Marin General created multi-disciplinary discharge instructions to give patients more accurate and digestible information.
Our discharge instructions for patients included multiple packets of information from the different disciplines on everything from rehabilitation exercises to follow-up labs and appointments to dates when their durable medical equipment would arrive. Patients would also receive their “official” discharge instructions with their medications and plan of care from their doctor. It was very difficult for patients to manage all of this information on their way out the door—and we found that they generally didn’t read or understand the information. What’s worse, in some situations the different disciplines weren’t aware the patient was getting discharged and weren’t able to give any discharge instructions at all.
Marin General is a non-profit hospital in Greenbrae, CA. It has 250 beds and serves a mainly affluent suburban/rural population with pockets of low-income Latinos, African-Americans, and state prison inmates. Their transitions program began in 2011 and is influenced by the Care Transitions Program and Project RED.
What We Tried
We built multidisciplinary discharge instructions into our electronic medical record. Each role designed their own tab with their own discharge checklist items and modules of information. When a patient is approaching discharge, the doctor goes in and clicks the button that says “Discharge tomorrow.” The entire care team then gets a message that says the patient is close to discharge and they should go in to add any discharge instructions they have. The doctor will review all the instructions the next day, make any modifications that are necessary, then have them printed out for the patient. The current instructions are easier to read and better reflect the recommendations of a variety of key disciplines.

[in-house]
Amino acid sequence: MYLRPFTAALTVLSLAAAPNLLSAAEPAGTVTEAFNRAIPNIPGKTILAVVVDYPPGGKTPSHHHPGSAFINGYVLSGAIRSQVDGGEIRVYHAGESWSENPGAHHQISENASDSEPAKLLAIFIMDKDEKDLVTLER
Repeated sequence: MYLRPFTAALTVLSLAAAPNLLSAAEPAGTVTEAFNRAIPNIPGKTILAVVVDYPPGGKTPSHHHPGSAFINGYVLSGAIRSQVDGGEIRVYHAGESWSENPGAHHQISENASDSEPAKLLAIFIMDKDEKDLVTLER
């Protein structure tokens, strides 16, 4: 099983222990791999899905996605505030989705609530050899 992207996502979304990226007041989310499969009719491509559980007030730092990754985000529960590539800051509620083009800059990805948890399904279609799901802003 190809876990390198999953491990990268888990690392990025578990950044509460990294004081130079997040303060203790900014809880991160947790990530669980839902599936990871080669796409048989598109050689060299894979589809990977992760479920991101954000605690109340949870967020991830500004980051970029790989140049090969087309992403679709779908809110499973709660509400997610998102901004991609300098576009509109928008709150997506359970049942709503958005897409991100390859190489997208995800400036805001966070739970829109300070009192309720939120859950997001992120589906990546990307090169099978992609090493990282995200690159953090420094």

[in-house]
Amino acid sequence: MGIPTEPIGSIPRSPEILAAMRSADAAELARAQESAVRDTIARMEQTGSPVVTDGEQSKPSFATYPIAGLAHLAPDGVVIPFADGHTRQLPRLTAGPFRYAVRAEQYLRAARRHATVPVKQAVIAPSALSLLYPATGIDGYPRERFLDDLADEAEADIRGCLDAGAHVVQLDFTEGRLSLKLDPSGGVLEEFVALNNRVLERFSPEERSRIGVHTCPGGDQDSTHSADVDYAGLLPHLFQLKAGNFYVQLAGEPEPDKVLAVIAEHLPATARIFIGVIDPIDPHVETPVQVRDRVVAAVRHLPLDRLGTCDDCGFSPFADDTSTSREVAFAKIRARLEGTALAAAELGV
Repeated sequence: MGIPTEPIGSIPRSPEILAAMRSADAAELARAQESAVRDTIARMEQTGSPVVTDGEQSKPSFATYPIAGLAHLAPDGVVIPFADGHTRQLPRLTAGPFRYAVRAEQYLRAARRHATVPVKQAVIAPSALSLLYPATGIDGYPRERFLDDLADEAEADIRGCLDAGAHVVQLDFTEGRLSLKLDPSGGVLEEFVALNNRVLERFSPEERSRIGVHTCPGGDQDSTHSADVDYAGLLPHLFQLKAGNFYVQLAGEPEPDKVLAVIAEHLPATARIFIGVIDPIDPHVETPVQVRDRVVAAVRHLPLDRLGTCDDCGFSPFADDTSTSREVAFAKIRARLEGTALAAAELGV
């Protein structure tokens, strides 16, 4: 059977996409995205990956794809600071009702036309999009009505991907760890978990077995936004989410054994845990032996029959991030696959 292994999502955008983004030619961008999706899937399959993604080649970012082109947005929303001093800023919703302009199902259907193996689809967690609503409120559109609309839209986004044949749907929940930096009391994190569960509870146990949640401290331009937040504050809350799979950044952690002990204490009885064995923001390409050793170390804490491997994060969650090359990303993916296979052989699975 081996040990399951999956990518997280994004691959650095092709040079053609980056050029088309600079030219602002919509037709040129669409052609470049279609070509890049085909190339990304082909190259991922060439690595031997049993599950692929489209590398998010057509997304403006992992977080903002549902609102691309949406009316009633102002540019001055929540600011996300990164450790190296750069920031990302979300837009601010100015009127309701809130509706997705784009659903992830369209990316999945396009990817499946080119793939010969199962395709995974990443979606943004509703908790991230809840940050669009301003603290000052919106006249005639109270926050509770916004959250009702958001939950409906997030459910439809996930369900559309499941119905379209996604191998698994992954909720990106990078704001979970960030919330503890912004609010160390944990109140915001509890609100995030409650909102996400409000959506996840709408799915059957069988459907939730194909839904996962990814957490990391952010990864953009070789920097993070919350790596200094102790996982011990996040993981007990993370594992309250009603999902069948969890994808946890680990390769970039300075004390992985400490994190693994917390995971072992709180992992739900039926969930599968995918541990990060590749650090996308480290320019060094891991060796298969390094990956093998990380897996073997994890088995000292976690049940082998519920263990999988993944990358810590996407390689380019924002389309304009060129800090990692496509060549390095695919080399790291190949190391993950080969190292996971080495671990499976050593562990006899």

Patients have told us their discharge instructions are easier to read and the different disciplines really appreciate being able to participate in this process officially.
There’s still a lot of work to be done in terms of information design and formatting since we can only integrate so much into our electronic medical record, but the current discharge packet is a significant improvement over what we had before.
When multiple people are contributing to discharge instructions, it can make the physicians’ job more difficult since the various messages from multiple disciplines may not all be in sync. In order to avoid patient confusion, physicians may need to follow up with any disciplines if they notice a discrepancy.
We think our discharge instructions are better now that they’re more inclusive, but we’re also wary of adding too much information and overwhelming the patient again. It’s something we keep monitoring and will work with the disciplines on if needed.